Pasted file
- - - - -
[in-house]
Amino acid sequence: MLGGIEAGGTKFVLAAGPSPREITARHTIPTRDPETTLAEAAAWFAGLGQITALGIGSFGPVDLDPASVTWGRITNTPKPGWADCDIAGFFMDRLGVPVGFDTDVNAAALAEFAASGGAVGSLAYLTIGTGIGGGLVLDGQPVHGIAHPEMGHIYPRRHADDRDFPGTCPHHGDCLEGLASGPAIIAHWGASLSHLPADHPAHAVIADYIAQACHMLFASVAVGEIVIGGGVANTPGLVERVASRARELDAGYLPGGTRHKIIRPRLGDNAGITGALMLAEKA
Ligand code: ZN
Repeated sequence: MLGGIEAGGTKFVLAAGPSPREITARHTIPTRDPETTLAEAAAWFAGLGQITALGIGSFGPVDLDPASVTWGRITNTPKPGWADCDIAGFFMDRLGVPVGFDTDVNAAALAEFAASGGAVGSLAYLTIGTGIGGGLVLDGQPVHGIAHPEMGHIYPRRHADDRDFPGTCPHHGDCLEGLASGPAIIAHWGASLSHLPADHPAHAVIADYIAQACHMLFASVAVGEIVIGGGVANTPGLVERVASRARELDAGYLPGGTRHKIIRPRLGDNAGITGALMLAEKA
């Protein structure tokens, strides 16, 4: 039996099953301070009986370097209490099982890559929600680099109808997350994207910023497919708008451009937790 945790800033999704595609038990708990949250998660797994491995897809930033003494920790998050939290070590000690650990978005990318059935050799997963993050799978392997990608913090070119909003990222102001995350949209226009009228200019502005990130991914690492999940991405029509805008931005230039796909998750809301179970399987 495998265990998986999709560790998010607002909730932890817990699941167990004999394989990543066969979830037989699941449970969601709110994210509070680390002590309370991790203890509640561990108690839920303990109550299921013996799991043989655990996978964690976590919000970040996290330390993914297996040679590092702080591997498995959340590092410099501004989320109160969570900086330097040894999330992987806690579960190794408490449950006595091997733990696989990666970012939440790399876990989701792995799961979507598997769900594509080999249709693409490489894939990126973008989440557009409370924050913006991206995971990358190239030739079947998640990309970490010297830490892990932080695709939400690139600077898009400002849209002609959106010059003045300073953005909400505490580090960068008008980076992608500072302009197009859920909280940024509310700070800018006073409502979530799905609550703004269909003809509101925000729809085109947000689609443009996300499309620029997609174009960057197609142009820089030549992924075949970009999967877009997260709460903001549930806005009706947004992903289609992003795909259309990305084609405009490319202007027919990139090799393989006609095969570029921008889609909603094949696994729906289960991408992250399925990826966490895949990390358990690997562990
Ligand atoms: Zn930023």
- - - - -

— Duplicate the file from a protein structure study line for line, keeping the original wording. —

[in-house]
Amino acid sequence: MLGGIEAGGTKFVLAAGPSPREITARHTIPTRDPETTLAEAAAWFAGLGQITALGIGSFGPVDLDPASVTWGRITNTPKPGWADCDIAGFFMDRLGVPVGFDTDVNAAALAEFAASGGAVGSLAYLTIGTGIGGGLVLDGQPVHGIAHPEMGHIYPRRHADDRDFPGTCPHHGDCLEGLASGPAIIAHWGASLSHLPADHPAHAVIADYIAQACHMLFASVAVGEIVIGGGVANTPGLVERVASRARELDAGYLPGGTRHKIIRPRLGDNAGITGALMLAEKA
Ligand code: ZN
Repeated sequence: MLGGIEAGGTKFVLAAGPSPREITARHTIPTRDPETTLAEAAAWFAGLGQITALGIGSFGPVDLDPASVTWGRITNTPKPGWADCDIAGFFMDRLGVPVGFDTDVNAAALAEFAASGGAVGSLAYLTIGTGIGGGLVLDGQPVHGIAHPEMGHIYPRRHADDRDFPGTCPHHGDCLEGLASGPAIIAHWGASLSHLPADHPAHAVIADYIAQACHMLFASVAVGEIVIGGGVANTPGLVERVASRARELDAGYLPGGTRHKIIRPRLGDNAGITGALMLAEKA
């Protein structure tokens, strides 16, 4: 039996099953301070009986370097209490099982890559929600680099109808997350994207910023497919708008451009937790 945790800033999704595609038990708990949250998660797994491995897809930033003494920790998050939290070590000690650990978005990318059935050799997963993050799978392997990608913090070119909003990222102001995350949209226009009228200019502005990130991914690492999940991405029509805008931005230039796909998750809301179970399987 495998265990998986999709560790998010607002909730932890817990699941167990004999394989990543066969979830037989699941449970969601709110994210509070680390002590309370991790203890509640561990108690839920303990109550299921013996799991043989655990996978964690976590919000970040996290330390993914297996040679590092702080591997498995959340590092410099501004989320109160969570900086330097040894999330992987806690579960190794408490449950006595091997733990696989990666970012939440790399876990989701792995799961979507598997769900594509080999249709693409490489894939990126973008989440557009409370924050913006991206995971990358190239030739079947998640990309970490010297830490892990932080695709939400690139600077898009400002849209002609959106010059003045300073953005909400505490580090960068008008980076992608500072302009197009859920909280940024509310700070800018006073409502979530799905609550703004269909003809509101925000729809085109947000689609443009996300499309620029997609174009960057197609142009820089030549992924075949970009999967877009997260709460903001549930806005009706947004992903289609992003795909259309990305084609405009490319202007027919990139090799393989006609095969570029921008889609909603094949696994729906289960991408992250399925990826966490895949990390358990690997562990
Ligand atoms: Zn930023």